The steady stream of commonplaces about the film, the 1970s and the actors show that Ian Shaw and Nixon had really nothing to say about Jaws or anything else. The epitome of this lack of invention comes when Robert Shaw suggests that all three play the pub game “shove ha’penny”, in which players flick a coin across a table to see how far they can get without going over the edge. Since the audience cannot see the top of the table, all we get are the actors’ reactions to their shots. Like the entire play, the scene has no function. It does not advance the action. It does not tell us anything about the characters. And it tells us nothing about their situation.

What humour there is in the play is based almost entirely on our judging what characters say with our 21st-century hindsight. Scheider says that there will never be a US president as immoral as Nixon. (Ha ha, we know better.) Dreyfuss wonders, anachronistically, if they will make a sequel, to which Scheider says no, there’s nothing more to say. (But then there were three sequels.) Scheider says he will never act in a movie sequel. (But then he does in Jaws 2 in 1978.)

Jaws and Star Wars (1977) changed Hollywood by creating expectations for big-budget sequels, formerly the realm of low-budget movie series like Bulldog Drummond (1923-67), Charlie Chan (1926-49), Philo Vance (1929-47), Tarzan (1932-1970), Jungle Jim (1948-56), Godzilla (1954-75), Carry On (1958-92), a realm that television would later take over. Therefore, it’s highly anachronistic when Robert Shaw speculates to the knowing audience that in the future there will only be sequels and prequels and remakes and remakes of sequels and prequels.

Director Guy Masterson makes the most of paltry material he has and so does the cast. Demetri Goritsas, though given nothing of interest to say, does an excellent job of suggesting that there is more to Scheider than Scheider lets on, as if his perpetually calm, assured demeanour hides greater depths. Liam Murray Scott’s Dreyfuss’s egocentricity and multiple neuroses start to get on our nerves as much as they do Robert Shaw’s. Whereas Goritsas and Ian Shaw have sunk into their roles, Scott still seems to be trying too hard to act his.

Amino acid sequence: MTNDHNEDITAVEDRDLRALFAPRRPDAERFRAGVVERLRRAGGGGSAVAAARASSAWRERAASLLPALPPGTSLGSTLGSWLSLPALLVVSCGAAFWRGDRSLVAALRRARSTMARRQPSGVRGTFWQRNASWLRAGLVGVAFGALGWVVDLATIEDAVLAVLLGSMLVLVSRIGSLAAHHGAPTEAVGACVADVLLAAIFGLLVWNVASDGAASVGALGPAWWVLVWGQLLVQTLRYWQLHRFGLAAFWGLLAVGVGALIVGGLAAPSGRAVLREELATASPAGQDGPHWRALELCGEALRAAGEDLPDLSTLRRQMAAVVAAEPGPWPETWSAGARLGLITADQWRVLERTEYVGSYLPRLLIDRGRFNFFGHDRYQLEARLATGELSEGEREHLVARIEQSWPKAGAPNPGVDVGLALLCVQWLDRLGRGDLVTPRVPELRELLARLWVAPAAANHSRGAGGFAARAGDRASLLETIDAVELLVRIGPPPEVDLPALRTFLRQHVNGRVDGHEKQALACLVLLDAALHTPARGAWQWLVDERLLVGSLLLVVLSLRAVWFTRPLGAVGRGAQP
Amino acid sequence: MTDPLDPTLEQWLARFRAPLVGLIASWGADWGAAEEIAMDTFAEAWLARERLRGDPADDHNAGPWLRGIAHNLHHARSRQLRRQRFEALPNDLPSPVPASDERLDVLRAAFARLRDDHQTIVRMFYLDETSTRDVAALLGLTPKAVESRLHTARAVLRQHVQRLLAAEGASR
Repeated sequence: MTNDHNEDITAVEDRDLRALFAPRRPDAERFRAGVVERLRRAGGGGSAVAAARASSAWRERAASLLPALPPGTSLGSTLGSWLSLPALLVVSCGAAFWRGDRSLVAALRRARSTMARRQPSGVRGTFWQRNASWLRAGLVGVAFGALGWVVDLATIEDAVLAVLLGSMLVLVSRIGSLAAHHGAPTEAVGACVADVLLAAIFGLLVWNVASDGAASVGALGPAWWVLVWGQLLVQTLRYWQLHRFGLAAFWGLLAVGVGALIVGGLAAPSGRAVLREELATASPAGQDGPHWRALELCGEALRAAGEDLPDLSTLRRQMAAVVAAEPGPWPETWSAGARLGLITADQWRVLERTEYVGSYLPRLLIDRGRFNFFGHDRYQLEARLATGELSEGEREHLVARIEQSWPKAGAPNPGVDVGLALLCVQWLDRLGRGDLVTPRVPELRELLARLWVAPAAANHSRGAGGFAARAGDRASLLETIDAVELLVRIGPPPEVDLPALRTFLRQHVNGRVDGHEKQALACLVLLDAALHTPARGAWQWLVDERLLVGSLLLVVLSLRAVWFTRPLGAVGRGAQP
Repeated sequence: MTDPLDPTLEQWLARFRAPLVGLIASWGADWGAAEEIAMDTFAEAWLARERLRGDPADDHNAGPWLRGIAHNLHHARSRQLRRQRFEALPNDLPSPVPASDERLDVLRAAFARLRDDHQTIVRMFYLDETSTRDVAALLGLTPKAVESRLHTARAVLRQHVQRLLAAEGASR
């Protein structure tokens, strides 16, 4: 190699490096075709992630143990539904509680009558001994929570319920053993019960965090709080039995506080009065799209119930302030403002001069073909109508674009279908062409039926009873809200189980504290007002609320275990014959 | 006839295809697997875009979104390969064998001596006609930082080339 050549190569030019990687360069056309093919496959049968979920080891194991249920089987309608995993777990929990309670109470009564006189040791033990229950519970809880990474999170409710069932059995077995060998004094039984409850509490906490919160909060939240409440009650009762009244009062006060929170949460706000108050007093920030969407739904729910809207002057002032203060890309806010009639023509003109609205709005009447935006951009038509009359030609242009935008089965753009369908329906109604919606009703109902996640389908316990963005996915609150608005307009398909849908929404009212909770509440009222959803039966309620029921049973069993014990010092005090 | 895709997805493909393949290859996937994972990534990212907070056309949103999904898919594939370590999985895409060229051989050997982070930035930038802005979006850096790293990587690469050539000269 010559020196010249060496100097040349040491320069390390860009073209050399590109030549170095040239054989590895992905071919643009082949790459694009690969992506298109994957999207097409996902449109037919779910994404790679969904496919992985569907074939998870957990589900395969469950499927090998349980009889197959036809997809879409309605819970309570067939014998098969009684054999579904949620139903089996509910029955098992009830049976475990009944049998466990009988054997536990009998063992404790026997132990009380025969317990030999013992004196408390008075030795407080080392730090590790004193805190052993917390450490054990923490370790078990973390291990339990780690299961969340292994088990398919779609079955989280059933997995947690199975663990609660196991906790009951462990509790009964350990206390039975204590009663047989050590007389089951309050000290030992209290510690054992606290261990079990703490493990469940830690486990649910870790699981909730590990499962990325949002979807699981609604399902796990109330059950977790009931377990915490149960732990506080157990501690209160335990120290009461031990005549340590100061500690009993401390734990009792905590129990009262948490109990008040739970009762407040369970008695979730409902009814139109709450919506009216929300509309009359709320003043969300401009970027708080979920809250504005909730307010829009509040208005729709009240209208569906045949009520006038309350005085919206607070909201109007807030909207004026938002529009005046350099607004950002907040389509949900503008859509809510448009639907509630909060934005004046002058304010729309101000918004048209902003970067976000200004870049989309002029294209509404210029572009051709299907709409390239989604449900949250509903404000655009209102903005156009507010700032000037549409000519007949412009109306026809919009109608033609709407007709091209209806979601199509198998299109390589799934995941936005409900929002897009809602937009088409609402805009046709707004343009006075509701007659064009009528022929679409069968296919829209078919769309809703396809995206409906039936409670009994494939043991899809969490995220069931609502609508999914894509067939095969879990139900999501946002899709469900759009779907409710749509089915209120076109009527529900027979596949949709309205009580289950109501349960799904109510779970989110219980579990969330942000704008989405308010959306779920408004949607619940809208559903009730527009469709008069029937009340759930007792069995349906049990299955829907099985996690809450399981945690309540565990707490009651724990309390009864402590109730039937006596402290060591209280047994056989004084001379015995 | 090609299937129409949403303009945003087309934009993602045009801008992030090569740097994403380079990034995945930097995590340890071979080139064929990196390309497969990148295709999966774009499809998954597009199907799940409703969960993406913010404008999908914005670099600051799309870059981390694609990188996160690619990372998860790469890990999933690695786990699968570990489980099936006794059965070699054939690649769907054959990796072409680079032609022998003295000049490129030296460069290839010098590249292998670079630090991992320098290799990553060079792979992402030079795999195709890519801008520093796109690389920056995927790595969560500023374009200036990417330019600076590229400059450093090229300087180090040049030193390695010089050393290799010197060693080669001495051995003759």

Robert Shaw is clearly the central figure of the play and Ian Shaw and Nixon’s script can be seen primarily as an homage by the son to his father even though Ian was only 9 when his father died in 1978. The hard-living, hard-drinking old rogue with a strain of poetry in him seems to be a feature the British love (viz. Richard Burton or Peter O’Toole) and it is that stereotype that Ian Shaw plays up in the script and as an actor. Robert Shaw delivering Shakespeare’s Sonnet 29 with his gravelly voice is the highpoint of the show even while its highlights the kind of rich language we have been missing.

The play has three scenes of filming the same scene. The first time Robert Shaw says he can’t do it because it’s a load of rubbish. The second time he can’t do it because he’s falling down drunk. The third time when Robert Shaw does the scene perfectly the playwrights want us to view it as some kind of triumph. If getting you lines right is a triumph, the bar for praise has been set rather low. We mostly wonder why Steven Spielberg has hired a drunk (Shaw) and a drug-taking imbecile (Dreyfuss) for such an action movie.

In short, there is no reason whatsoever that anyone should see The Shark is Broken. Not even Jaws superfans will get anything out of it. Besides this, potential audience members should know that because all the action occurs within the cabin of an unmoving set of a boat, the only movement (other than that of the fake seagulls) takes place in the centre third of the stage. Seats outside the middle section will make an unrewarding play feel even more unpleasant.

Christopher Hoile

Photo: Demetri Goritsas as Roy Schneider, Ian Shaw as Robert Shaw and Liam Murray Scott as Richard Dreyfuss; Liam Murray Scott as Richard Dreyfuss, Ian Shaw as Robert Shaw and Demetri Goritsas as Roy Schneider playing “shove ha’penny”.  © 2022 Helen Maybanks.